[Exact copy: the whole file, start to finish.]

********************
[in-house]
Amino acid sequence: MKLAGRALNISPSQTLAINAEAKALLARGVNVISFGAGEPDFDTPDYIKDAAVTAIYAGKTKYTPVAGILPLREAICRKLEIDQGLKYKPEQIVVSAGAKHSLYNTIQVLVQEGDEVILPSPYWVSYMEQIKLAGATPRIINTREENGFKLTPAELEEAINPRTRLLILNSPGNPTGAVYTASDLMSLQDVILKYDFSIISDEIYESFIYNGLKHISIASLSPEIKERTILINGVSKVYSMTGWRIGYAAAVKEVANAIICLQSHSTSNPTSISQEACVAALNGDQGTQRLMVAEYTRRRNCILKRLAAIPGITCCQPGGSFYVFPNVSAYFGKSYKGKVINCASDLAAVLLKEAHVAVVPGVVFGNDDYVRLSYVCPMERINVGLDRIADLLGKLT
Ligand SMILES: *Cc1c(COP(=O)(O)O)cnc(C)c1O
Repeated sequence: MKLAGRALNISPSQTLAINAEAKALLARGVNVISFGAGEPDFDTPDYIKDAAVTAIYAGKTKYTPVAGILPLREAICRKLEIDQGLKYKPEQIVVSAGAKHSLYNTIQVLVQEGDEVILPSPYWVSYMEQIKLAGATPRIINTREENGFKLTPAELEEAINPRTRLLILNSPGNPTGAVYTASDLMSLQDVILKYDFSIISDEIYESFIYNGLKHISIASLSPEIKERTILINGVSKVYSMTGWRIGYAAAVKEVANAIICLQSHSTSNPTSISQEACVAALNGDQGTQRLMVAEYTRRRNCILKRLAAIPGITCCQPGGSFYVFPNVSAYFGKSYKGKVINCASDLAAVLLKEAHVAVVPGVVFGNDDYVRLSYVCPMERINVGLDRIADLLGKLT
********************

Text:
[in-house]
Amino acid sequence: MKLAGRALNISPSQTLAINAEAKALLARGVNVISFGAGEPDFDTPDYIKDAAVTAIYAGKTKYTPVAGILPLREAICRKLEIDQGLKYKPEQIVVSAGAKHSLYNTIQVLVQEGDEVILPSPYWVSYMEQIKLAGATPRIINTREENGFKLTPAELEEAINPRTRLLILNSPGNPTGAVYTASDLMSLQDVILKYDFSIISDEIYESFIYNGLKHISIASLSPEIKERTILINGVSKVYSMTGWRIGYAAAVKEVANAIICLQSHSTSNPTSISQEACVAALNGDQGTQRLMVAEYTRRRNCILKRLAAIPGITCCQPGGSFYVFPNVSAYFGKSYKGKVINCASDLAAVLLKEAHVAVVPGVVFGNDDYVRLSYVCPMERINVGLDRIADLLGKLT
Ligand SMILES: *Cc1c(COP(=O)(O)O)cnc(C)c1O
Repeated sequence: MKLAGRALNISPSQTLAINAEAKALLARGVNVISFGAGEPDFDTPDYIKDAAVTAIYAGKTKYTPVAGILPLREAICRKLEIDQGLKYKPEQIVVSAGAKHSLYNTIQVLVQEGDEVILPSPYWVSYMEQIKLAGATPRIINTREENGFKLTPAELEEAINPRTRLLILNSPGNPTGAVYTASDLMSLQDVILKYDFSIISDEIYESFIYNGLKHISIASLSPEIKERTILINGVSKVYSMTGWRIGYAAAVKEVANAIICLQSHSTSNPTSISQEACVAALNGDQGTQRLMVAEYTRRRNCILKRLAAIPGITCCQPGGSFYVFPNVSAYFGKSYKGKVINCASDLAAVLLKEAHVAVVPGVVFGNDDYVRLSYVCPMERINVGLDRIADLLGKLT